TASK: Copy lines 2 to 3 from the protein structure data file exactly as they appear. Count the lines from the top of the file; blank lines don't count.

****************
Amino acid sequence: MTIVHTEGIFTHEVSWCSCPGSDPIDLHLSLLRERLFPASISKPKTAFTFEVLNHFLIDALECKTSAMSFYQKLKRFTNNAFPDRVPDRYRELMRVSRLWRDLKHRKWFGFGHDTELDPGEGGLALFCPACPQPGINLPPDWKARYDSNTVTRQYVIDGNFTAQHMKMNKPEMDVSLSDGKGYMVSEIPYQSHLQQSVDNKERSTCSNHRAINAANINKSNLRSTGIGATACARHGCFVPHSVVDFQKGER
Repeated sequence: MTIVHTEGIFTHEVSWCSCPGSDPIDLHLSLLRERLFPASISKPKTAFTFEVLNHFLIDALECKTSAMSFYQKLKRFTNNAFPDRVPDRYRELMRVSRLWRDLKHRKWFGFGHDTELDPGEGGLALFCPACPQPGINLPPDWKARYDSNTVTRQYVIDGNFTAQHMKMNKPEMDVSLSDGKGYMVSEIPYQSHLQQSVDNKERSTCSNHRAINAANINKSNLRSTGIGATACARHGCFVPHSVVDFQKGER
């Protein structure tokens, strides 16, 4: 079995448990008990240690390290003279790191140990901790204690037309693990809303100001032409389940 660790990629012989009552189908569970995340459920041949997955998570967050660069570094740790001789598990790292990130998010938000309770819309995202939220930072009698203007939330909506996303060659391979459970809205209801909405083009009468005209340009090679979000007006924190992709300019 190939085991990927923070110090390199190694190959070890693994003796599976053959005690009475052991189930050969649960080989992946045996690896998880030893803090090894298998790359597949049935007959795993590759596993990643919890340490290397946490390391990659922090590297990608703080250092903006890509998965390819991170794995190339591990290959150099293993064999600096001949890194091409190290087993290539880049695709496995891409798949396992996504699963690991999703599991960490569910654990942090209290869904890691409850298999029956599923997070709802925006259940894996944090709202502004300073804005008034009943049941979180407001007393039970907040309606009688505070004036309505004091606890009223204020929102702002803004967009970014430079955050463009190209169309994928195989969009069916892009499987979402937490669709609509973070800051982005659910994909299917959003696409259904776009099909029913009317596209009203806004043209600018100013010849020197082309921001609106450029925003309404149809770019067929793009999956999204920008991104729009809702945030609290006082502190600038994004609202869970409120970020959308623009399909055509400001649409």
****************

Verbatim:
Repeated sequence: MTIVHTEGIFTHEVSWCSCPGSDPIDLHLSLLRERLFPASISKPKTAFTFEVLNHFLIDALECKTSAMSFYQKLKRFTNNAFPDRVPDRYRELMRVSRLWRDLKHRKWFGFGHDTELDPGEGGLALFCPACPQPGINLPPDWKARYDSNTVTRQYVIDGNFTAQHMKMNKPEMDVSLSDGKGYMVSEIPYQSHLQQSVDNKERSTCSNHRAINAANINKSNLRSTGIGATACARHGCFVPHSVVDFQKGER
């Protein structure tokens, strides 16, 4: 079995448990008990240690390290003279790191140990901790204690037309693990809303100001032409389940 660790990629012989009552189908569970995340459920041949997955998570967050660069570094740790001789598990790292990130998010938000309770819309995202939220930072009698203007939330909506996303060659391979459970809205209801909405083009009468005209340009090679979000007006924190992709300019 190939085991990927923070110090390199190694190959070890693994003796599976053959005690009475052991189930050969649960080989992946045996690896998880030893803090090894298998790359597949049935007959795993590759596993990643919890340490290397946490390391990659922090590297990608703080250092903006890509998965390819991170794995190339591990290959150099293993064999600096001949890194091409190290087993290539880049695709496995891409798949396992996504699963690991999703599991960490569910654990942090209290869904890691409850298999029956599923997070709802925006259940894996944090709202502004300073804005008034009943049941979180407001007393039970907040309606009688505070004036309505004091606890009223204020929102702002803004967009970014430079955050463009190209169309994928195989969009069916892009499987979402937490669709609509973070800051982005659910994909299917959003696409259904776009099909029913009317596209009203806004043209600018100013010849020197082309921001609106450029925003309404149809770019067929793009999956999204920008991104729009809702945030609290006082502190600038994004609202869970409120970020959308623009399909055509400001649409």